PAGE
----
Lives in the Balance- Part III of III
Five years ago, OSHA clamped down on jobsite silica levels. The fate of millions depends on how well that’s working.
Last of three parts.
In the 1990s, the microscopic dust on railroad workers showed they were working in clouds of deadly silica. Despite measures to better protect them, many still are.
At one end of the spectrum in size, according to the environmental-solutions firm AMI Environmental, are rain, pollen, and the width of a human hair.
At the other end are tobacco-smoke particulates and viruses, which can be viewed only through an electron microscope.
And in the middle, visible under a conventional light microscope, are bacteria and fumes.
And crystalline silica dust.
That last one—the microscopic crystalline silica that’s raised by construction and industrial workers’ dumping, moving, grinding, crushing, or cutting silica-containing substances such as granite—can still be detected on the clothes and skin of railroad workers today, despite the U.S. Department of Labor’s realizing the dangers of silica nearly a century ago.
Five years ago, OSHA set new jobsite silica-dust levels. The new standards set a new action level, initiating certain required activities such as exposure monitoring and medical surveillance, upon detection at a job site of 25 micrograms per three cubic meters over an eight-hour shift. The updated standards also set a permissible exposure limit for workers of 50 micrograms per cubic meter per eight-hour shift over a 40-hour work week. This updated permissible exposure limit, or PEL, is OSHA’s determination of how much an employee can be exposed to silica without the risk of adverse health effects.
Level of compliance too low
OSHA’s new silica-compliance standards, which went into effect September 2017, lowered the allowable exposure level to silica on construction sites by 80 percent. Federal safety regulators have stepped up enforcement of the regulations at construction sites across the country, according to a recent analysis by Bloomberg BNA.
Anything above 25 micrograms is what is known as the “action level.” This is the level where work areas need to be assessed for potential health risks. The summary below lists some of the biggest silica regulation changes made:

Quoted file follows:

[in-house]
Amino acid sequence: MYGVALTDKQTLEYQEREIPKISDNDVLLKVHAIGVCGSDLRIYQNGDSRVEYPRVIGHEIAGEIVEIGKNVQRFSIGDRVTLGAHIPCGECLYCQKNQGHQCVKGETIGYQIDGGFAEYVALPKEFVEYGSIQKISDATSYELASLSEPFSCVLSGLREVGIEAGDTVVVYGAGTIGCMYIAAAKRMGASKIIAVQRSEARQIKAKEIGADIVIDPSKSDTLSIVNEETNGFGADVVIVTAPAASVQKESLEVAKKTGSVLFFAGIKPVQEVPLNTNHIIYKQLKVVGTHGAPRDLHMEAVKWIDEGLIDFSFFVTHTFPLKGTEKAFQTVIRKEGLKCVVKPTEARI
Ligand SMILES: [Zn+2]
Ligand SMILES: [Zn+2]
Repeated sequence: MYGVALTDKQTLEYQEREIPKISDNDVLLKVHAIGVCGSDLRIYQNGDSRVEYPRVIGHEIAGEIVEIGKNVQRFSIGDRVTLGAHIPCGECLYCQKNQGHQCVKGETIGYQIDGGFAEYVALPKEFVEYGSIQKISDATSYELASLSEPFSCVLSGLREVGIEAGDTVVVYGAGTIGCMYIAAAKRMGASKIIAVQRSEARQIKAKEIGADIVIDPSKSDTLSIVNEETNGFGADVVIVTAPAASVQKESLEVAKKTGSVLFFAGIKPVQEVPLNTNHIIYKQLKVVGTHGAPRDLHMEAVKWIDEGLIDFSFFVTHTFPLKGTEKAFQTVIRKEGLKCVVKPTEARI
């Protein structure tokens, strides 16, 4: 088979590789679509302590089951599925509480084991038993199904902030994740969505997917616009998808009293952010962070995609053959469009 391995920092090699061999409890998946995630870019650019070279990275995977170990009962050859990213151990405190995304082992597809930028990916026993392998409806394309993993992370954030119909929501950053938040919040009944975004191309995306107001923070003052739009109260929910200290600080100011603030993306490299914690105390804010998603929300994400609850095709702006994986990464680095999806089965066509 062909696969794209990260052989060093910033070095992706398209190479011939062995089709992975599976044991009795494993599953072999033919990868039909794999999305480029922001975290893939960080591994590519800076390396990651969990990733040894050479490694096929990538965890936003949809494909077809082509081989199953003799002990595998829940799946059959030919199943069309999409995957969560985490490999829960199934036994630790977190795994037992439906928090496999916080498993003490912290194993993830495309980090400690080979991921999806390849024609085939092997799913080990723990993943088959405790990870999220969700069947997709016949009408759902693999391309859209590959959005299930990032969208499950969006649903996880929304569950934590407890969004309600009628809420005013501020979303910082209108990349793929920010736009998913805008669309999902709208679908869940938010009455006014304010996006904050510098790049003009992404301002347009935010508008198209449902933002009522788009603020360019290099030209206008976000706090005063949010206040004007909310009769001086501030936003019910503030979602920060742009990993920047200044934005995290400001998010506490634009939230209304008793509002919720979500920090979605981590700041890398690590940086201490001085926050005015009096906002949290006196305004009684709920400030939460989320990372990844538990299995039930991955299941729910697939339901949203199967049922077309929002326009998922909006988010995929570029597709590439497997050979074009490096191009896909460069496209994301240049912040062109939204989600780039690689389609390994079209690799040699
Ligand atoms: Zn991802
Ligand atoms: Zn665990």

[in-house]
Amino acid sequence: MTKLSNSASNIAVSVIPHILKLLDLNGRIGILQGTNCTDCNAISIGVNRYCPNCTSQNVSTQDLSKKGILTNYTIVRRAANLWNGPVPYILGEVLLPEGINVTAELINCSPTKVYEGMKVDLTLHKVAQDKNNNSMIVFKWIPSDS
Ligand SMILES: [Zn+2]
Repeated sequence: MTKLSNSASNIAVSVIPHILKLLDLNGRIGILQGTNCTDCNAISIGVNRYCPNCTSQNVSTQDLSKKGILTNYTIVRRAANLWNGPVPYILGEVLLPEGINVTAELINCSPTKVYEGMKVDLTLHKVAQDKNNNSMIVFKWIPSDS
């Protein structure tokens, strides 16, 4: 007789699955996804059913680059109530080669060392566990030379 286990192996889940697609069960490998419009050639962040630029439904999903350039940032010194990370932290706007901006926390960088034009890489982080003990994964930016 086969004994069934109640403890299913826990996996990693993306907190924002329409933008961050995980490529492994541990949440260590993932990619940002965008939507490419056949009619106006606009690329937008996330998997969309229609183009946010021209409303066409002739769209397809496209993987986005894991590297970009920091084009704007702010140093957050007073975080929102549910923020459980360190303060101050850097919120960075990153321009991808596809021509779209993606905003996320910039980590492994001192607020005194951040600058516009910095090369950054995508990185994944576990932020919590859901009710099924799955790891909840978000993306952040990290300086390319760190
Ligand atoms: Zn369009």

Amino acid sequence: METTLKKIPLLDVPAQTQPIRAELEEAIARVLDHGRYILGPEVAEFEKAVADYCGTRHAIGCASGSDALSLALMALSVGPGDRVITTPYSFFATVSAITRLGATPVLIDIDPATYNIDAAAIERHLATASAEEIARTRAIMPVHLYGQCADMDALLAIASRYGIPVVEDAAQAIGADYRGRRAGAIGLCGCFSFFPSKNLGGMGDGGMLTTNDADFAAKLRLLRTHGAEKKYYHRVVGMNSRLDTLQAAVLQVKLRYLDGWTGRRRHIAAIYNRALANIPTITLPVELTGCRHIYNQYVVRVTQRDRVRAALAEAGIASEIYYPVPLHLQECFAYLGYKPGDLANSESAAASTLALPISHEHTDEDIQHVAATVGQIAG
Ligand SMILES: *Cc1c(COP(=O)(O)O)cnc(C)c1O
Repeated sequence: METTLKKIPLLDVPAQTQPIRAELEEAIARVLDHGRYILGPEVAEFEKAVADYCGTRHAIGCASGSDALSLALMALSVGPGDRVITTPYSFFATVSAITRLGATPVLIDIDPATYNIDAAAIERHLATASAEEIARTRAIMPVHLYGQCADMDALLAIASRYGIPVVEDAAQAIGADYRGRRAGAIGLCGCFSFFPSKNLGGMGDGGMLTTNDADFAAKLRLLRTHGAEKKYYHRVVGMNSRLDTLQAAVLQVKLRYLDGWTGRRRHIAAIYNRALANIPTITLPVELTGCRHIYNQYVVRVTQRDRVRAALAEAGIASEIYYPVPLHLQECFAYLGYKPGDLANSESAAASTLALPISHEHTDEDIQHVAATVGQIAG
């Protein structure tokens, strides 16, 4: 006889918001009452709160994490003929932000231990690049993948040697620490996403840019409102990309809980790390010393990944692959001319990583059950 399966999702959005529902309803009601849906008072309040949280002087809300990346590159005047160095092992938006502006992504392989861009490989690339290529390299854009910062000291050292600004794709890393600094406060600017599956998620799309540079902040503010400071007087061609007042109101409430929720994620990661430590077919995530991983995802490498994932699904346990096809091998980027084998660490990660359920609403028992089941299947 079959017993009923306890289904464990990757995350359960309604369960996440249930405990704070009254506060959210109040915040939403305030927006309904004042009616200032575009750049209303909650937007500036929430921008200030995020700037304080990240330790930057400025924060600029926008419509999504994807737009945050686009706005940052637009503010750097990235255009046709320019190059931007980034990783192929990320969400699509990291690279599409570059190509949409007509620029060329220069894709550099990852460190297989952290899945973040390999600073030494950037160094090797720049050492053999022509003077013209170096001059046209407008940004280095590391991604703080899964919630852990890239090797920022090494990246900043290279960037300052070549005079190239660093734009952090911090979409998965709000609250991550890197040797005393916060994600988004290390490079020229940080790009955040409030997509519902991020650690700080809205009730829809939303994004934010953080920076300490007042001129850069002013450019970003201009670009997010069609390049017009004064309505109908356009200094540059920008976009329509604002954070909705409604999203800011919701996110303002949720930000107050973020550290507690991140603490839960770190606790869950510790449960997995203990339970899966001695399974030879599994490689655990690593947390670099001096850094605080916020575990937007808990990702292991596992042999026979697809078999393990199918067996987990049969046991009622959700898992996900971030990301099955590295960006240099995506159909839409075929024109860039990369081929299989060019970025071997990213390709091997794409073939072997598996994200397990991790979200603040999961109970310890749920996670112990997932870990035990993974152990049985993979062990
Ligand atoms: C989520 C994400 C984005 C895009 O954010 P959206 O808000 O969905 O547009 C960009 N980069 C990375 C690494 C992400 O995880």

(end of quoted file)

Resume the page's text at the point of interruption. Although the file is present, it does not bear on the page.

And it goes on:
- Businesses must restrict practices that expose workers to silica.
- Medical exams are compulsory every three years for certain workers.
- Workers must be thoroughly trained in how to limit silica exposure.
- A company must keep records of exposure measurements and medical exams.
The new OSHA standards were widely embraced but seen as insufficient in industries needing not only stricter rules but also a sweeping culture change. “The major reason silicosis is still a threat to worker health is not because the mandated exposure limit is too high, it is because of the level of compliance among industry is too low,” Mark Ellis, president of the Industrial Minerals Association, said in a press release.
The U.S. Department of Labor realized the dangers of silica in the 1930's, but the problem of occupational exposure to silica persists still today because various industries, including railroads, use materials that contain silica. More than two million people in the United States are exposed to respirable crystalline silica in the workplace, which increases the risk of lung cancer, silicosis, chronic obstructive pulmonary disease, and kidney disease.
One of the main ways railroad workers are exposed to silica is by the rocks around the track, called "ballast," which are often made of silica-containing granite. The machines that the railroad workers use to maintain the tracks stir up the ballast, creating clouds of silica dust that can be breathed in by the workers. These machines include, but are not limited to, ballast regulators, ballast cleaners, track sweepers, cribbers, tampers, and spike pullers.
Railroad workers are exposed to ballast dust principally through track construction and repair, dumping ballast, and from ballast trains. Many of these workers operate heavy machinery that manipulate, groom and otherwise disturb railroad track rock called ballast, often creating clouds of silica dust. Most ballast is made of granite, which is up to 50 percent silica.
Beginning in 1990 and 1992, Health Hazard Evaluations were conducted by the National Institute for Occupational Safety and Health to determine the respiratory hazards faced by employees who maintain the track for Norfolk Southern Railroad and CSX Transportation, Incorporated. The NIOSH Health Hazard Evaluations were conducted in Nashville, Tennessee, and Manassas, Charlottesville, and Front Royal, Virginia. The investigators took personal and area samples from machine cabs and the skin, clothes, and equipment of employees to measure the concentrations of silica dust.
A significant number of the samples collected exceeded the OSHA Permissible Exposure Limit and NIOSH Recommended Exposure Limit for respirable dust and quartz.